IGMA – ‘Tis the season for thermal stress
In a thermal breakage situation, the edges of the glass are subjected to higher tensile stresses than the surface of the glass away from the edges. The thermally induced edge stress will be of a tensile condition, which occurs when the centre of the glass is heated substantially and the outer edges of the glass, protected by the glazing system, remain much cooler and create tension as the centre portion expands.
Because thermally induced stresses are membrane stresses, both the top and bottom surfaces of the glass are exposed to the same stress. Because of the orientation of the edge stress, breakage at the edge of a thermally loaded glass plate usually results in a crack normal to both vertical and horizontal projections of the edge.
Other factors that may increase the potential for thermal stress breakage are altitude (the greater the altitude, the higher the risk factor), building design (shadows created as a result of the design, such as overhangs and the colour of outdoor glazing stops), orientation (south- and southwest-facing windows are at increased risk), glass edge conditions (any imperfections at the glass edge), retrofit installation of films, the window frame (if the glass is embedded deep in the frame, dark coloured frames can be a risk factor), the kind and type of glass (fully tempered glass has a much lower risk factor for thermal stress breakage and dark tinted glass has an increased risk), the number of glazing lites (tripled-glazed units should be evaluated to determine if heat treating the middle lite will reduce the risk factor), solar absorption and radiation. There are other factors that can increase the risk of thermal stress breakage and a combination of any of these factors can greatly increase the risk of breakage.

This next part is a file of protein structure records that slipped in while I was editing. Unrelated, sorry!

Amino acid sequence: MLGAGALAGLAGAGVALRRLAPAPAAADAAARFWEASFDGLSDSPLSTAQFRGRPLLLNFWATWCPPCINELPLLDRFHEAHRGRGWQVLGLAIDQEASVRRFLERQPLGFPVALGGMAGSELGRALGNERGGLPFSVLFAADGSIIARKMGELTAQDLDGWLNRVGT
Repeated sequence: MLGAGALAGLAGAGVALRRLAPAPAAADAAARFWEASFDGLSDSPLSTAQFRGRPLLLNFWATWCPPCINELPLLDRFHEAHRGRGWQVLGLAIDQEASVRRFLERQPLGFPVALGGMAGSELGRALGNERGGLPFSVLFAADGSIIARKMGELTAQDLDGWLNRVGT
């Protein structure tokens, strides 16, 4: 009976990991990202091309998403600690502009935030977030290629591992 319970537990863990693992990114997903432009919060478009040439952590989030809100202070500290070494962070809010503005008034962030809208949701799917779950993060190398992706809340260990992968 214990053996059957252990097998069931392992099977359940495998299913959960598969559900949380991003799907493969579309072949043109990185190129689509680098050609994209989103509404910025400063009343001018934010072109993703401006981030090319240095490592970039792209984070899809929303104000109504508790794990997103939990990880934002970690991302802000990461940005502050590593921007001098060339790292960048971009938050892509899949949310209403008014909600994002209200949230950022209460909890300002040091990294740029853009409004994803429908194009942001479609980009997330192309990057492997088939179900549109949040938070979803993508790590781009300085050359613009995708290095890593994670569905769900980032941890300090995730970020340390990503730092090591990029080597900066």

So what can a manufacturer do? IG fabricators should advise their customers who can in turn advise consumers of the risk factors. An ounce of prevention is worth a pound of cure and will greatly reduce consumer dissatisfaction with their windows.
IGMA’s publication, TM-1500-14, Guidelines to Reduce Instances of Thermal Stress Breakage, includes detailed descriptions of each condition and recommendations on how to reduce risk factors for thermal stress breakage. Copies of this publication and others are available from the IGMA website at igmaonline.org.